For example, the Lix-ex Fine Wine Investables Index saw a correction in the region of 20% in the second half of 2008 as it fell to a reading of 198 on 21 December 2008 from a peak of 248 on 30 June 2008. That is a fairly standard market correction. Moreover, the index started a multi-year bull run beginning in early 2009 just like many other global stock markets. This bull run lasted until 2011 when the market entered a major structural downturn that saw prices for Bordeaux wines fall across the board for several years. The below chart from the Intelligent Partnership report shows not only the 2008 correction that fine wine exhibited (thick red line), but also the slump that began in 2011.

indicesSource: Intelligent Partnership

The reasons for the 2011 downturn are various and widely documented. Unfortunately, the report only makes a brief mention of some of the causes for this and for the most part excluded a proper analysis of why the market for investment-grade wine began to slump in 2011. There is no mention of recession, volatile stock markets, the eurozone sovereign debt crisis, correlations with market and economic events (more of which later), a revolt against ever-higher en primeur prices, and so on. This is valuable information for any potential investor.

Lower correlations?

Wine might appear to be an attractive investment right now as a result of the prolonged downturn in the Liv-Ex 100 over the past five years, but that does not necessarily make it a perfect buying opportunity either. Yet this always seems to be the primary message coming from newspaper articles and research reports into the fine wine investment market.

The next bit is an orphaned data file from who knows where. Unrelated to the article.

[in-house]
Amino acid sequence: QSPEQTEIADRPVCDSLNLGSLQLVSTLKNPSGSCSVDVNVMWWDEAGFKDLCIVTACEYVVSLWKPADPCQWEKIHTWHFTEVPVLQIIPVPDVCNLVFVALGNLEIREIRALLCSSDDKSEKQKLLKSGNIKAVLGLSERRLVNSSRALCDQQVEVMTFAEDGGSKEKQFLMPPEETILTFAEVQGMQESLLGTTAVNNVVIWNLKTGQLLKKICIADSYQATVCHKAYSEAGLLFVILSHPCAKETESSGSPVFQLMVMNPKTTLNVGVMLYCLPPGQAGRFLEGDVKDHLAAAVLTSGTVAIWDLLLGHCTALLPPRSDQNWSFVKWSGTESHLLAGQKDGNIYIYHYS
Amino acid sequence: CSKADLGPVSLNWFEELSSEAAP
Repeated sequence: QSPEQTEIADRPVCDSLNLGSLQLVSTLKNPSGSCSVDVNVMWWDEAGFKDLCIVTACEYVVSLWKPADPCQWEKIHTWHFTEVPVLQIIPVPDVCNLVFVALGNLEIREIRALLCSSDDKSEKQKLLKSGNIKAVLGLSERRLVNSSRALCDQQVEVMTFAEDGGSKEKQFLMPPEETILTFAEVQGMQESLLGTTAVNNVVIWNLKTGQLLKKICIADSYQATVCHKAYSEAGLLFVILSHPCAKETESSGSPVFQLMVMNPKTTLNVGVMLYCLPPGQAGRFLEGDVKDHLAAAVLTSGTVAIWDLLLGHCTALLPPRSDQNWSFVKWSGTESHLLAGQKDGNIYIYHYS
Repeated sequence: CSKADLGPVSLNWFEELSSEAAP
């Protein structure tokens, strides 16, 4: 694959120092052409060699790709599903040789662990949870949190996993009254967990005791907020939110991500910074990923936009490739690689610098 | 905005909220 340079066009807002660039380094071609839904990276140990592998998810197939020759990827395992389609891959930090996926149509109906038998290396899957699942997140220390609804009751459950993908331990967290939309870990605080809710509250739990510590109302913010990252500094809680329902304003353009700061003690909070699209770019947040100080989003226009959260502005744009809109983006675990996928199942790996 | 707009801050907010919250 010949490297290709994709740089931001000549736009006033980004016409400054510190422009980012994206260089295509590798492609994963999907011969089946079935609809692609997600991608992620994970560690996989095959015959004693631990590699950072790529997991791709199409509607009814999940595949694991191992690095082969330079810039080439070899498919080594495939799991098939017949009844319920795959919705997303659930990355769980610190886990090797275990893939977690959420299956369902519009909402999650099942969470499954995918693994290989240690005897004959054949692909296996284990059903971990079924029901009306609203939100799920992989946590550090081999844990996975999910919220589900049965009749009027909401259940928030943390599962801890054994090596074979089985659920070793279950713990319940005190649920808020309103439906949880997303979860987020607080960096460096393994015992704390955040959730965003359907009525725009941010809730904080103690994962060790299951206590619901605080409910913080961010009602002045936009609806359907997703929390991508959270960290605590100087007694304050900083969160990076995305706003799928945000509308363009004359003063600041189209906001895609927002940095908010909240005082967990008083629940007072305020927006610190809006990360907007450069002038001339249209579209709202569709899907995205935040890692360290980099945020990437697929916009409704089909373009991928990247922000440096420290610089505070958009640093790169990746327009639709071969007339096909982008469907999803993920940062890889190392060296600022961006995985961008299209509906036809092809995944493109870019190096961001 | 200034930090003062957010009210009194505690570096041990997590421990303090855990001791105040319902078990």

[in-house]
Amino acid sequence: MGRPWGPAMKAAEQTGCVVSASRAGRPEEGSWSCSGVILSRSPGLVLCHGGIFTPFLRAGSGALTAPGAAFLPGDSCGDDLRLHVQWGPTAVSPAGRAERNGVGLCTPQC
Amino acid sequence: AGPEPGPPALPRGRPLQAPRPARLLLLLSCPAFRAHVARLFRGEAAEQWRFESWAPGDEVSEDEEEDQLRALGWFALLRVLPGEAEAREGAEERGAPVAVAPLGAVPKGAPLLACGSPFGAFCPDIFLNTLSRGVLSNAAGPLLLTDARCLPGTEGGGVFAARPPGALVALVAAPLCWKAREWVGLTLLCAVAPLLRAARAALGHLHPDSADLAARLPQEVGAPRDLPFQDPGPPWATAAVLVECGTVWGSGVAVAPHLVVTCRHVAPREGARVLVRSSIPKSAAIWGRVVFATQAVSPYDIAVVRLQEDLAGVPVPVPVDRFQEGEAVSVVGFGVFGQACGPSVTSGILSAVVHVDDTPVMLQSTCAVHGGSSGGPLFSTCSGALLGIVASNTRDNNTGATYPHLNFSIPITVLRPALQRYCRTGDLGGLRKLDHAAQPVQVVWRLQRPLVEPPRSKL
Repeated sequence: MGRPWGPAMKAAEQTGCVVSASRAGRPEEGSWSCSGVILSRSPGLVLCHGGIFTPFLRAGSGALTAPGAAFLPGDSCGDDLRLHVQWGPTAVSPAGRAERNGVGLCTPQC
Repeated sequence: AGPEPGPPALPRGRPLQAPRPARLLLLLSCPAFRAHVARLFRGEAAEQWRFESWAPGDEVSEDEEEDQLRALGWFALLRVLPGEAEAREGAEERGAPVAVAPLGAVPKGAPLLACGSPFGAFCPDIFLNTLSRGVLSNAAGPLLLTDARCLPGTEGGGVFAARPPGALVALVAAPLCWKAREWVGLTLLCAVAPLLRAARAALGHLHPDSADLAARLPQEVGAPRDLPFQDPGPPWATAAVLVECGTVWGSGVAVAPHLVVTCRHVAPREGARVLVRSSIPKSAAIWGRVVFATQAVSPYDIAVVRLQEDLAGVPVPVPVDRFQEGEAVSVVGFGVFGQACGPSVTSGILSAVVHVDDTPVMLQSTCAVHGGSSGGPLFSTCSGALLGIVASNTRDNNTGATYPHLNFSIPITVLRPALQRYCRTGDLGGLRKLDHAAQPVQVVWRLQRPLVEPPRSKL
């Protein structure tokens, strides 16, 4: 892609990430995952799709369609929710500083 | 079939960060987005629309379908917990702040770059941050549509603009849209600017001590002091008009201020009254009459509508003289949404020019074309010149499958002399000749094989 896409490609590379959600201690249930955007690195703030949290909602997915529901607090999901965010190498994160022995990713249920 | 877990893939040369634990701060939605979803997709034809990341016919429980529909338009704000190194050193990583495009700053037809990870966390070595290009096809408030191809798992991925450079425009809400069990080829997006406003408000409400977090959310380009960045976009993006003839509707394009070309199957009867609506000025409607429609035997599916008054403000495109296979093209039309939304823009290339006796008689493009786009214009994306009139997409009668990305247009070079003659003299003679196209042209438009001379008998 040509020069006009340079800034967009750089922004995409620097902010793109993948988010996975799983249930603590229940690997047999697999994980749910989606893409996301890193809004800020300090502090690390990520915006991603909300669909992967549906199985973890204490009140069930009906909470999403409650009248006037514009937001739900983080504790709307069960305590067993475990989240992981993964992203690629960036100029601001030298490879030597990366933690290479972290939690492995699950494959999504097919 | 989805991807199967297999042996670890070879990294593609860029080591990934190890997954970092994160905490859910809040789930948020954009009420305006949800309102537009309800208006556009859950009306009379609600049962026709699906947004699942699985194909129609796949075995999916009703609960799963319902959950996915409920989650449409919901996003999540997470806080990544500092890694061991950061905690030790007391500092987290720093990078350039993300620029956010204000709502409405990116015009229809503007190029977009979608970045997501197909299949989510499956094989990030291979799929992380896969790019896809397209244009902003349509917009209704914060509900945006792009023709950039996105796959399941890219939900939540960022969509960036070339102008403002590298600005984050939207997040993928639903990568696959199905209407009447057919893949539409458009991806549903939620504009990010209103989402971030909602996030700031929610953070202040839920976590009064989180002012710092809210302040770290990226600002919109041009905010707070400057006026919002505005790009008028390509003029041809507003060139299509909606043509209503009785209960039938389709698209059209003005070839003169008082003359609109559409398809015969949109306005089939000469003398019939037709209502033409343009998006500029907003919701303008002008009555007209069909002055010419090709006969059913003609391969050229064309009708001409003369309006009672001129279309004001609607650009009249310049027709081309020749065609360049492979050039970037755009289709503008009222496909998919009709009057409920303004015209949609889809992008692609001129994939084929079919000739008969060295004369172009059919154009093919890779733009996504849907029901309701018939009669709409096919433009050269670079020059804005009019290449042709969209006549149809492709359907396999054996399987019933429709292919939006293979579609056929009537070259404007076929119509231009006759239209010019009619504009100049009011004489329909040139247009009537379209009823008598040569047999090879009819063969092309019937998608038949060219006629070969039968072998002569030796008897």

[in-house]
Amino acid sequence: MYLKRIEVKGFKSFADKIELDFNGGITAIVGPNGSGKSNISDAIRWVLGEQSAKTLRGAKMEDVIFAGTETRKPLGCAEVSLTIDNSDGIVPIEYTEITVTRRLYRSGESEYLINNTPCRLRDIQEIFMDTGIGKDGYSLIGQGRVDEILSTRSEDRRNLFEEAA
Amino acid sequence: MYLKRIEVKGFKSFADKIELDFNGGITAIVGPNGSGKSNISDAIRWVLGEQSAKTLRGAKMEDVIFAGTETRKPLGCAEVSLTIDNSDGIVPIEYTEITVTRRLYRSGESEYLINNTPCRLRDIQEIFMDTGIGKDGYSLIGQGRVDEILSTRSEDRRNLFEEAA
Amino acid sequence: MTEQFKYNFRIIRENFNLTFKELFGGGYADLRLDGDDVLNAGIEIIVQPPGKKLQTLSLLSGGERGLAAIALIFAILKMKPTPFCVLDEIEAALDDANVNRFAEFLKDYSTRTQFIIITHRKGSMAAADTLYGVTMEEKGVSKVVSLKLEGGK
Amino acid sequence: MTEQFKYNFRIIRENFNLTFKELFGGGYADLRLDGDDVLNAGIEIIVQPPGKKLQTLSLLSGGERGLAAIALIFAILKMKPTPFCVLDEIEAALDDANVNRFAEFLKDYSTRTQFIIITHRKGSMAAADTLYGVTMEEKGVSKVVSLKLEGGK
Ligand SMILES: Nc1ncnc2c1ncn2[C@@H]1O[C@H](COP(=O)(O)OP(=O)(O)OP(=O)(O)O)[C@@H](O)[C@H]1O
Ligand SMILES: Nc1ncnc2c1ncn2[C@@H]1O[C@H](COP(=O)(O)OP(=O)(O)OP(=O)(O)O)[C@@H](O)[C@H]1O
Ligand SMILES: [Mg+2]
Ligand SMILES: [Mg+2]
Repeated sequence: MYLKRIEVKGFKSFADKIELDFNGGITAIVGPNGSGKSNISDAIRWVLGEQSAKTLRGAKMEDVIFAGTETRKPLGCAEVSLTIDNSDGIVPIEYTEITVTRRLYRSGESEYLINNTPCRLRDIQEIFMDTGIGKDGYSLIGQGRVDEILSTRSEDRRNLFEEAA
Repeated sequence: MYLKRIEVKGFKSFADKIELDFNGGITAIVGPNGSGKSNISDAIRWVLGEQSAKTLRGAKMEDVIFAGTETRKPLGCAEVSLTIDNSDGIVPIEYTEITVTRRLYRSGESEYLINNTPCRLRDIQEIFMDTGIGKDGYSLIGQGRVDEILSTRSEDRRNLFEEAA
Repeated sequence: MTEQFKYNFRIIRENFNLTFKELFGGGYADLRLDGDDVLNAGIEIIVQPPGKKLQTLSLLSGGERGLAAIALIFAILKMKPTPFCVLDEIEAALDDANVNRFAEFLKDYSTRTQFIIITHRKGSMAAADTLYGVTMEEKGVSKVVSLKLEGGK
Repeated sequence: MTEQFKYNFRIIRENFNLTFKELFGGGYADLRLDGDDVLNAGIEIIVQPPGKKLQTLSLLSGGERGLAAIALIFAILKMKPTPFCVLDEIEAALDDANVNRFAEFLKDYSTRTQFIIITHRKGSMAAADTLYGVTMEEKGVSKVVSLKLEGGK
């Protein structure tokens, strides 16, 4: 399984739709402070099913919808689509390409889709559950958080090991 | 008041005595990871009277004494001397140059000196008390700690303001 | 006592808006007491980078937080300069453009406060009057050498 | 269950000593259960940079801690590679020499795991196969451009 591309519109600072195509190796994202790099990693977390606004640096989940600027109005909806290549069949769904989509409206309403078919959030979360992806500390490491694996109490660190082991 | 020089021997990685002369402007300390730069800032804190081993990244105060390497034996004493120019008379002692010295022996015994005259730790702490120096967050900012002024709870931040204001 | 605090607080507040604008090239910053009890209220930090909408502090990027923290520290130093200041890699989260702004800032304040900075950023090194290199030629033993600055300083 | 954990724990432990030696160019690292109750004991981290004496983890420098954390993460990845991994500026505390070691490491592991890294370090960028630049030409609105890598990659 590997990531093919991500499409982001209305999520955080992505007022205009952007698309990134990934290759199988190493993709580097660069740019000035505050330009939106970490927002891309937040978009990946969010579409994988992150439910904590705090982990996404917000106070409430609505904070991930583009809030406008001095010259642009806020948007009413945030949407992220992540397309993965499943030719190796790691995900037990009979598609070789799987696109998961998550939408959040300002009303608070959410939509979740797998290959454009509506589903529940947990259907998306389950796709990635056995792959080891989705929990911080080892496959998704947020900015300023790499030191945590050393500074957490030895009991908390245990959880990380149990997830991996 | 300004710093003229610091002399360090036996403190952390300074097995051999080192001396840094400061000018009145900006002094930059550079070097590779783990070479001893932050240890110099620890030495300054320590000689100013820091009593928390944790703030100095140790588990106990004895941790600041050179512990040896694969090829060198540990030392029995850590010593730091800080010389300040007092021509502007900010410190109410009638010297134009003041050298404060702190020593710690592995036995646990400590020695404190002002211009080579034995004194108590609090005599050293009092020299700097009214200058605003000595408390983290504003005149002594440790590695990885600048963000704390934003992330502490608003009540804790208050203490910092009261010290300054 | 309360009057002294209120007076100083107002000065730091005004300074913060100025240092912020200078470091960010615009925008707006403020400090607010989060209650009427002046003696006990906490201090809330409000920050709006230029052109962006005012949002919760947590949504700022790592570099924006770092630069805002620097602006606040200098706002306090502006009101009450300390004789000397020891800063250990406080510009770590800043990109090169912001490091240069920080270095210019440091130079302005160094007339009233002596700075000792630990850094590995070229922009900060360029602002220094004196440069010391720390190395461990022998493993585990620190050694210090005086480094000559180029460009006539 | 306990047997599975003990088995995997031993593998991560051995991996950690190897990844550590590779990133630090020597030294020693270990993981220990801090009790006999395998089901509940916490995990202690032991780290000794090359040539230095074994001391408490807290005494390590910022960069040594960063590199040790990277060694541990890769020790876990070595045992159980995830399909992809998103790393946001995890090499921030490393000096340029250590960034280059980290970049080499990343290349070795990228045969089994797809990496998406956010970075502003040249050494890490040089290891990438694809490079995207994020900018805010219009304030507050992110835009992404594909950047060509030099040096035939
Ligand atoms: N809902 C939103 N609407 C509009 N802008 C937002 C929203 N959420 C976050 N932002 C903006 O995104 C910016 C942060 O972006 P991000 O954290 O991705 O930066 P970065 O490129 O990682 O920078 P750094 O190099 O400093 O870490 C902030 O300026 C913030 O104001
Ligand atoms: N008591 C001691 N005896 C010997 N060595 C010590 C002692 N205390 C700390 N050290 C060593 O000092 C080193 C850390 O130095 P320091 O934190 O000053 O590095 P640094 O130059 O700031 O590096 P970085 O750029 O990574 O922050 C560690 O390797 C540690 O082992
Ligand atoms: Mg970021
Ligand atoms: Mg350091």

One positive thing to extra from this report is that it does appreciate that the market has exposure to China, although it continues to trot out the argument that fine wine has a ‘very low correlation’ with financial markets and economies:

Although fine wine investing shows a very low correlation to mainstream financial markets, it is heavily exposed to emerging markets and China, “which many will regard as being a risk as well as an opportunity”. The key is to ensure that a portfolio is correctly balanced in terms of the markets invested in.

True, this can create an opportunity. Lower prices make a great entry point for investors. But for those who want to be fully aware of the risks, let’s look at some worrying levels of correlation that suggest that wine has anything but a ‘very low correlation’ to global markets.

As a luxury product, wine is geared into global growth and rising wealth levels. That explains why it boomed when Japan was booming, it boomed when the US was booming and it boomed again when China was booming. It also explains why there was a slump following the global financial crisis in 2008 and again in 2011 when China’s government began cracking down on corruption.

Oh, and then there was the time it was almost perfectly correlated with the Shanghai Stock Exchange. And yet the report makes this rather brave claim:

The right fine wine investment can be a very defensive holding as it has the capacity to remain stable under difficult economic conditions. Additionally, it has the advantage of not necessarily following the general trend of lagging behind the rest of the market during economic expansion because demand is consistently strong.

Consistently strong? During economic expansion, yes. But investors want to know about what happens when the opposite is true. What happens during an economic recession? What happens when the economy isn’t doing so well and conditions deteriorate? In the case of China, the buyers stop buying.